22 Apr 2013

Suwarrow Blog Two – A beacon of hope

By Nick.Hayward

The second of many blogs from award-winning wildlife filmmaker Nick Hayward as he joins a team from BirdLife and Te Ipukarea Society (BirdLife in the Cook Islands) who are preparing spend a month eradicating rats from one of the remotest atolls in the South Pacific. In this blog Nick visits the Takitumu Conservation Area and learns how the Rarotonga Monarch shows how invasive species control can make a significant impact… “Nested in the south of Rarotonga is a small gem, the Takitumu Conservation Area or TCA. It’s 155 acres of forest with tangling vines, towering ferns, glistening fast flowing streams from which peer large clawed freshwater prawns. Most of all it’s the home of the Kakerori or Rarotonga Monarch a small grey flycatcher. For the Suwarrow team the plight of the Kakerori is a beacon into how invasive species control can make a significant impact. In the 1960’s the Kakerori was thought extinct. It was rediscovered in 1973 and when surveyed in 1989 there were thought to be just 13 pairs. It was one of the world’s 10 rarest birds. The main culprit in its decline was the introduced Ship Rat Rattus rattus an agile climber who feeds on the eggs and chicks. The adult Kakerori are vigorous defenders of the nests and would sometimes also be killed by the rats.

Rat control at the TCA has brought the Kakerori back from extinction. Rat control at the TCA has brought the Kakerori back from extinction.


To reduce the Kakerori’s decline the Cook Island Conservation Society in 1989 began a rat control program during the breeding season. Now there are populations on two islands and over 500 individuals. Ian Karika our expedition leader is and president of Te Ipukarea Society [BirdLife in the Cook Islands] also project manager of the TCA took me up to see the Kakerori. We climbed through vine thickets into an opening and heard the noisy chatter of the resident birds. They are curious and aggressive calling from the treetops and thickets at the bumbling humans.

Ian looks down to the ocean from the top of the TCA. Ian looks down to the ocean from the top of the TCA.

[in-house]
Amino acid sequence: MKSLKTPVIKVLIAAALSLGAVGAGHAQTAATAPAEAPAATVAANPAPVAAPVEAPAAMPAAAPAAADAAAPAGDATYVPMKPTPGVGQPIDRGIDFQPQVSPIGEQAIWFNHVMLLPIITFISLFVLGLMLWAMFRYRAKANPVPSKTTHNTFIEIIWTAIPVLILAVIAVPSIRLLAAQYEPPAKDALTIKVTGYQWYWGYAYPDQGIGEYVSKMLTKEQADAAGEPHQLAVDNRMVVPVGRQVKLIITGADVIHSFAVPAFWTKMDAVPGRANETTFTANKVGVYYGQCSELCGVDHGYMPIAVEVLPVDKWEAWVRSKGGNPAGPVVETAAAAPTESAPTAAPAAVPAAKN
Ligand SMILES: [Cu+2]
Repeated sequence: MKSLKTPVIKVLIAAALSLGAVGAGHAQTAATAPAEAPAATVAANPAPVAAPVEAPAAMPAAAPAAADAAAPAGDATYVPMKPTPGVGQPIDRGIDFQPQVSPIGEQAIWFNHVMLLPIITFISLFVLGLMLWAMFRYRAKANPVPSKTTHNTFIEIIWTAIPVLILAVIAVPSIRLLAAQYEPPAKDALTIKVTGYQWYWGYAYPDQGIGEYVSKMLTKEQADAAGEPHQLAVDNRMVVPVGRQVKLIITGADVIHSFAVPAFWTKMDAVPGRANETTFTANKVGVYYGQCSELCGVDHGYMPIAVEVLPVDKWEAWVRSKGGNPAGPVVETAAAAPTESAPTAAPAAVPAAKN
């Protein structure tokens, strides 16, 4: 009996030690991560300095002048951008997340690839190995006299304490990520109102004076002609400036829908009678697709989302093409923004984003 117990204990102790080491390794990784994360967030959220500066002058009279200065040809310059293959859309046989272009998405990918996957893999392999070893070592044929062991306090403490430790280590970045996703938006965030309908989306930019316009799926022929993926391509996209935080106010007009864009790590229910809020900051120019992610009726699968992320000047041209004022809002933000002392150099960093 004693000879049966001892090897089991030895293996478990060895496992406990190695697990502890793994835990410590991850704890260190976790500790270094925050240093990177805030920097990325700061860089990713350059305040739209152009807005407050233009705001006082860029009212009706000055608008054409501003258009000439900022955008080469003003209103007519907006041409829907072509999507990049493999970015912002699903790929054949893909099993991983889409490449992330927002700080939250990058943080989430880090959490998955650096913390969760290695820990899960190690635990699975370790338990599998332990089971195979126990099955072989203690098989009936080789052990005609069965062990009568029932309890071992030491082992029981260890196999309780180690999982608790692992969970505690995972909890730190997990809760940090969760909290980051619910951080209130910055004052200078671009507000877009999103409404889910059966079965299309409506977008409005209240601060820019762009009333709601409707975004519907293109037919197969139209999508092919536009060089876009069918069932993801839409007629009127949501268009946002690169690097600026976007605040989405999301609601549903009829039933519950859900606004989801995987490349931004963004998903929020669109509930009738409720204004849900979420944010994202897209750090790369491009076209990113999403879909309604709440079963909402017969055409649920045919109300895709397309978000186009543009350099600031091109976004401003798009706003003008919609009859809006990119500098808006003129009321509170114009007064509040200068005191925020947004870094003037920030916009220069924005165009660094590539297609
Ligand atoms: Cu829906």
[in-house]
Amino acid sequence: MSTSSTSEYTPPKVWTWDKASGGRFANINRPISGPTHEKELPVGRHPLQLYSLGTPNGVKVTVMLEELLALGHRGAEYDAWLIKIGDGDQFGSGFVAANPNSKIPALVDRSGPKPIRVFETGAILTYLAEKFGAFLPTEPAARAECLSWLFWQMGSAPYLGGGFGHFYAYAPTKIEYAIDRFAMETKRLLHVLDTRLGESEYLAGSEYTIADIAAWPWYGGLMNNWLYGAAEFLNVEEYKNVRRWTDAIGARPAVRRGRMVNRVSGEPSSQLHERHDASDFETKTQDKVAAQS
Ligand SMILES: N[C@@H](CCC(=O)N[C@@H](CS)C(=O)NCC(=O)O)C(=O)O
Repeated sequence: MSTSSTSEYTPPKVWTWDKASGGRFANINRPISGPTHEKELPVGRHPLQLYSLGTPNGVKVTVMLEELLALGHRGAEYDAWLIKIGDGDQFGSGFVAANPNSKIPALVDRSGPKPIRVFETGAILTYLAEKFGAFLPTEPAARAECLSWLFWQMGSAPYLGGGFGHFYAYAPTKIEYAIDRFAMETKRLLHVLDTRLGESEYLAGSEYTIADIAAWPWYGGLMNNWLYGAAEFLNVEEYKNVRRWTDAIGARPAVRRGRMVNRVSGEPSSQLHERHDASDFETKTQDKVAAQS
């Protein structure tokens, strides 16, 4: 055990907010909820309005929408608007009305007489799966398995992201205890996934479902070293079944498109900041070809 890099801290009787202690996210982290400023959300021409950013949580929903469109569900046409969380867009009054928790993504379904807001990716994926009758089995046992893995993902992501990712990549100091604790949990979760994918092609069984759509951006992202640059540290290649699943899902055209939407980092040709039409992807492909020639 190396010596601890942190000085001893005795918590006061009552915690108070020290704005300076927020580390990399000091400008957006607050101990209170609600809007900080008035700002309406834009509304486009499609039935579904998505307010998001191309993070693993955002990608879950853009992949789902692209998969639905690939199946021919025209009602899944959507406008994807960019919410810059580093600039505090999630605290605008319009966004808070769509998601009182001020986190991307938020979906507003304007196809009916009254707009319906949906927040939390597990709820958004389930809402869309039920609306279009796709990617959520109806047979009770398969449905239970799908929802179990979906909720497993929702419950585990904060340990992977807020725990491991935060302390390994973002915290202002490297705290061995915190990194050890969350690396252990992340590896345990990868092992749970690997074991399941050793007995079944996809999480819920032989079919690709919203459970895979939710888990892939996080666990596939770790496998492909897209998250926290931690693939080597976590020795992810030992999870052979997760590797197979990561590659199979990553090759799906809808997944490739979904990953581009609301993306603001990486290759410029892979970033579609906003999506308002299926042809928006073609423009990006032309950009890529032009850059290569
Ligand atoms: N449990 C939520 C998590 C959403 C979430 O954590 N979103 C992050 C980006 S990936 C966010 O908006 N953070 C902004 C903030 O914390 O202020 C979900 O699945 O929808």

From a lookout at the top of the reserve we had a great view down to the ocean. Standing out clearly against the bright blue sea were dazzling White-tailed Tropicbirds. Ian is an elder of the Karika family who along with two other family’s the Manavaroa and Kainuku are traditional owners of the land. In 1996 these families took over the management of the rat control program. Ian spoke to me of the sense of pride he has that the Kakerori was rediscovered on his land and how the three families have worked together to control the introduced rats. Tom Daniel an elder of the Manavaroa family works as tour guide for the TCA. Despite being 79 he glides up the steep hills like a mountain goat. Tom says guiding here is what keeps him alive and he plans to be doing it for another 20 years.

Tom Daniel works as tour guide at the TCA.   Tom Daniel works as tour guide at the TCA.


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Tom is a fountain of knowledge on Suwarrow having been the first caretaker of the island in 1978. He also worked on submitting the application for the creation of Suwarrow as a national park in 1978. A person with great local knowledge for the Suwarrow team. In early May a group of 10 landowners from Tahiti - alongside staff from Ornithological Society of Polynesia-Manu (SOP-Manu - BirdLife in French Polynesia) - will be visiting to learn about the Kakerori conservation program. Rats also threaten the Critically Endangered Tahiti and Fatu Hiva Monarchs - two species closely related to the Kakerori. This is a wonderful example of how local conservation groups are sharing their successes and expertise throughout the BirdLife Pacific Partnership. If you’re in Rarotonga, I highly recommend visiting the Kakerori at the TCA. To protect the reserve and contribute to the maintenance costs including rat control all visitors must join a guided tour with Tom”. Nick Hayward – Rarotonga, Cook Islands, 20th April 2013.



Nick captures his first clear look at the Kukupa or Rarotonga Starling and managed to film some amusing freshwater prawns. You can here the  Kakerori chattering away high in the branches.

For further information about the TCA, please click here. To contact Tom in Rarotonga, please call 24964You can follow Nick’s posts by subscribing to emails at through BirdLife’s Facebook and Twitter pages. The BirdLife Invasive Alien Species Programme urgently needs your support to tackle more sites and save more species. JG_donate_visa_button The expedition to remove rats from Suwarrow National Park is a joint project between BirdLife International, Te Ipukarea Society (BirdLife Partner in the Cook Islands) and the Cook Island National Environment Service. The project is being kindly supported by the European Community, David and Lucile Packard Foundation, SPREP, GEF and Critical Ecosystem Partnership Fund, and forms part of the BirdLife Invasive Alien Species Programme which is tackling this greatest of threats to wildlife around the world. BirdLife wishes to thank the efforts of many who are supporting the programme including Pacific Invasive Initiative, Pacific Invasive Learning Network, New Zealand Department of Conservation the University of the South Pacific, Landcare Research New Zealand, Island Conservation, Wildiaries and Nick Hayward.